NEWPORT, R.I. —
The Boston-area public transportation system, which shut down on Friday afternoon, partially resumed subway service and some bus routes on Sunday. Beverly Scott, general manager of the Massachusetts Bay Transportation Authority, said full service was expected on Monday — albeit with delays.
“Give yourself more time and expect that it is going to take us more time,” Scott advised riders.
Boston public schools were among many in the region that had already decided to cancel classes on Monday.
Boston recorded 24.9 inches of snow, making it the fifth-largest storm in the city since records were kept. The city was appealing to the state and private contractors for more front-end loaders and other heavy equipment to clear snow piles that were clogging residential streets.
On eastern Long Island, which was slammed with as much as 30 inches of snow, hundreds of snowplows and other heavy equipment were sent in Sunday to clear ice- and drift-covered highways where hundreds of people and cars were abandoned during the height of the storm.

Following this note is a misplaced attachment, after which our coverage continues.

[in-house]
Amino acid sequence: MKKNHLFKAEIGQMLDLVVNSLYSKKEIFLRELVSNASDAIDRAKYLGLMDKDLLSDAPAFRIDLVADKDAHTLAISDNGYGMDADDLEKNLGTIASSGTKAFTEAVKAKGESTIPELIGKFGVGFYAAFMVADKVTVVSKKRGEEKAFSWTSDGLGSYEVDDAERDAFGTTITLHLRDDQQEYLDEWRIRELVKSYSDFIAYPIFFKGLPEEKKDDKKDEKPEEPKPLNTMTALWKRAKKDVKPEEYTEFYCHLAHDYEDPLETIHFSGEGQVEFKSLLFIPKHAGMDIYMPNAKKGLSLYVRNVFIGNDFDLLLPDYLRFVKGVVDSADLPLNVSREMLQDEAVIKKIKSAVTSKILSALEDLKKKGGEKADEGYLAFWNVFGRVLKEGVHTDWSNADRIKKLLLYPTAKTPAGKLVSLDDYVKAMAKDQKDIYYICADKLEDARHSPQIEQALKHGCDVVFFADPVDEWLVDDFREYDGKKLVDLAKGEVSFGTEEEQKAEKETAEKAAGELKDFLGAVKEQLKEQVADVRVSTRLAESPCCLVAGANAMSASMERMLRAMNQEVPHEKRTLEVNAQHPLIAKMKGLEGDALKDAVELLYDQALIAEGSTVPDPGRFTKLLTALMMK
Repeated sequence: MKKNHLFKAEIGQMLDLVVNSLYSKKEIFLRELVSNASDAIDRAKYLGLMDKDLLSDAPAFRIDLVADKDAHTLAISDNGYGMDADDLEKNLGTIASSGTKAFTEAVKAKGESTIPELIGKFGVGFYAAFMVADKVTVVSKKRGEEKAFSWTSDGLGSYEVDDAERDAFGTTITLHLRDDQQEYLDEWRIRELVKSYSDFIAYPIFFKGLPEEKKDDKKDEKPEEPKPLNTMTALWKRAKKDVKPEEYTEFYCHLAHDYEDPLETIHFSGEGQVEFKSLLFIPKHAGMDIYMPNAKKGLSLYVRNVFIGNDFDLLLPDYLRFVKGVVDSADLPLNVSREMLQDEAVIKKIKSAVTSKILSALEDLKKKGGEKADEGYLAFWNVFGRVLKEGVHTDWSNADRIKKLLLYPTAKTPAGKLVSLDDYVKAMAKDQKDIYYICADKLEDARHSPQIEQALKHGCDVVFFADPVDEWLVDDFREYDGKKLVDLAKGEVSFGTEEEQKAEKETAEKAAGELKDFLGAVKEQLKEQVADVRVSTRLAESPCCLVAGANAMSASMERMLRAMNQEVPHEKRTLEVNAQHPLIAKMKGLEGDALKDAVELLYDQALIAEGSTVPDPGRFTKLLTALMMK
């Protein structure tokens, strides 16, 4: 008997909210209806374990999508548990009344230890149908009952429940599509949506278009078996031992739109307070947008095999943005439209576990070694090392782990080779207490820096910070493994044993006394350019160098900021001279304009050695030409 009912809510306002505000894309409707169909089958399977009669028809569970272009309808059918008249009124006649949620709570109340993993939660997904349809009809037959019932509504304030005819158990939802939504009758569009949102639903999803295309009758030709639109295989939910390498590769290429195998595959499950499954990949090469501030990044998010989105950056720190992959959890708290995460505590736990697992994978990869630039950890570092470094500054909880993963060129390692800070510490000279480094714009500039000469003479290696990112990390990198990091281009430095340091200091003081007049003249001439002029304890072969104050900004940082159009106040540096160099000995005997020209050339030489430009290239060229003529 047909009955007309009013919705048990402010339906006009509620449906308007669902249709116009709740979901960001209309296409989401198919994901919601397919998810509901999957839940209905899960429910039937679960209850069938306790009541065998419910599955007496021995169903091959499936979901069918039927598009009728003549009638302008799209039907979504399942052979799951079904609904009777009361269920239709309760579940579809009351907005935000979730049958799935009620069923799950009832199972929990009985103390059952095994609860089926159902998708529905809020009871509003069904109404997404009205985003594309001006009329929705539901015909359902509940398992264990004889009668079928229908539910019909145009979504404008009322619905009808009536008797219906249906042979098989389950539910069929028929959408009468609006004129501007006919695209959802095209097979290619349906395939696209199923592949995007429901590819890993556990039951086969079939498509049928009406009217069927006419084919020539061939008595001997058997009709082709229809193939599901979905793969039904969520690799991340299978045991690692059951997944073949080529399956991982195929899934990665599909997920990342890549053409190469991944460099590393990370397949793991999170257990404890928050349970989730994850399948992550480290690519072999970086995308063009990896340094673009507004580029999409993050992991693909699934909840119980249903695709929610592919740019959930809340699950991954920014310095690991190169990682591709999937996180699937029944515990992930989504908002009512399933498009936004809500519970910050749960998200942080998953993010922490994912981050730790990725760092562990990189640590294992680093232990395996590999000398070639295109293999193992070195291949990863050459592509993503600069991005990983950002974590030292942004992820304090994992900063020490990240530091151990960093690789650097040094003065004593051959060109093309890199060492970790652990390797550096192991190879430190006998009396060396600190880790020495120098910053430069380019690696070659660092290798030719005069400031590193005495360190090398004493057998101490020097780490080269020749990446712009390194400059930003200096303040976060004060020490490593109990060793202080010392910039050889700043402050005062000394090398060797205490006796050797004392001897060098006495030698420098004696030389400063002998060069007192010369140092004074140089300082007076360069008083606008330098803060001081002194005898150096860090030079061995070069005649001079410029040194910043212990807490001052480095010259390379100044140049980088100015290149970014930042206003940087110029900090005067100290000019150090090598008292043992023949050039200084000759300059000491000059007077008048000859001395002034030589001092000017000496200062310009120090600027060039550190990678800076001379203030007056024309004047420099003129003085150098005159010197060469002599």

More than a third of all the state’s snow-removal equipment was sent to the area, Gov. Andrew Cuomo said, including more than 400 plow trucks and more than 100 snow blowers, loaders and backhoes.
The National Weather Service was forecasting rain and warmer temperatures in the region on Monday — which could begin melting some snow but also add considerable weight to snow already piled on roofs, posing the danger of collapse. Of greatest concern were flat or gently-sloped roofs and officials said people should try to clear them — but only if they could do so safely.
“We don’t recommend that people, unless they’re young and experienced, go up on roofs,” said Peter Judge, spokesman for the Massachusetts Emergency Management Agency.
In Middlefield, Conn., two cows were killed when the roof of a barn gave way under the weight of heavy snow — one of two such incidents in the state that prompted agriculture officials to issue an advisory to farmers.